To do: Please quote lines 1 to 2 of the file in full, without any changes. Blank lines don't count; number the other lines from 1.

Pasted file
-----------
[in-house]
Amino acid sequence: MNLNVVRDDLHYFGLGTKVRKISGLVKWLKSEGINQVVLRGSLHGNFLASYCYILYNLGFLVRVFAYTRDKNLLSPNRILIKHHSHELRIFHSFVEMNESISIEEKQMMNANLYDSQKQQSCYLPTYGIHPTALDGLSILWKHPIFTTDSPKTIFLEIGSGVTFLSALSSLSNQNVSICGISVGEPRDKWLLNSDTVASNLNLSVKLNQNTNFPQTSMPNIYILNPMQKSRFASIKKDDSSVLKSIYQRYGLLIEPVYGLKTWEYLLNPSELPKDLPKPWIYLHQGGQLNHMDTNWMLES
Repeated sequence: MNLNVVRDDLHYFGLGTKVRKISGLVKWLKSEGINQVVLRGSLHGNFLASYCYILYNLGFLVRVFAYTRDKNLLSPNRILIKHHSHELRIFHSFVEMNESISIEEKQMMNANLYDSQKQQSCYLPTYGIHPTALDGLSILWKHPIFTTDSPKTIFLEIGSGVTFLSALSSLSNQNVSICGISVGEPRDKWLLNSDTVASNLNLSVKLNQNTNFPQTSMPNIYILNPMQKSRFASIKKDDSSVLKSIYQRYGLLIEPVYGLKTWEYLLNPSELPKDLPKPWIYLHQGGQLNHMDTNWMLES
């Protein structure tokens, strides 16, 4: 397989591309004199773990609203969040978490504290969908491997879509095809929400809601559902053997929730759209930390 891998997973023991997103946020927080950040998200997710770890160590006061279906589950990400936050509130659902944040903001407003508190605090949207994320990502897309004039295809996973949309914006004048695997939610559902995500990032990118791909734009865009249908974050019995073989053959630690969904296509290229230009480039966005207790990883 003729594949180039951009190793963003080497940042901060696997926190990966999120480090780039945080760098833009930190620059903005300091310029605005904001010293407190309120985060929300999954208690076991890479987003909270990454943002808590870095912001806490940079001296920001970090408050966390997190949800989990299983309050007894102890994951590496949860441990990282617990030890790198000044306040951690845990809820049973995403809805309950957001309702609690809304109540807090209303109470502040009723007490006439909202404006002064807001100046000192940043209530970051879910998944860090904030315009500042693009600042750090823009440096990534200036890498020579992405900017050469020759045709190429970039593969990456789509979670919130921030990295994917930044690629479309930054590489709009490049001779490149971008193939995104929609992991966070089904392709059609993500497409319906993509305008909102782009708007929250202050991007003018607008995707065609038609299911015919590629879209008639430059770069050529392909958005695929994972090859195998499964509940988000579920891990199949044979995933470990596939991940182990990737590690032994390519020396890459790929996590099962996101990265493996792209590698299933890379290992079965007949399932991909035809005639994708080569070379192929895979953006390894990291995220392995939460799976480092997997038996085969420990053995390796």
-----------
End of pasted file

[in-house]
Amino acid sequence: MNLNVVRDDLHYFGLGTKVRKISGLVKWLKSEGINQVVLRGSLHGNFLASYCYILYNLGFLVRVFAYTRDKNLLSPNRILIKHHSHELRIFHSFVEMNESISIEEKQMMNANLYDSQKQQSCYLPTYGIHPTALDGLSILWKHPIFTTDSPKTIFLEIGSGVTFLSALSSLSNQNVSICGISVGEPRDKWLLNSDTVASNLNLSVKLNQNTNFPQTSMPNIYILNPMQKSRFASIKKDDSSVLKSIYQRYGLLIEPVYGLKTWEYLLNPSELPKDLPKPWIYLHQGGQLNHMDTNWMLES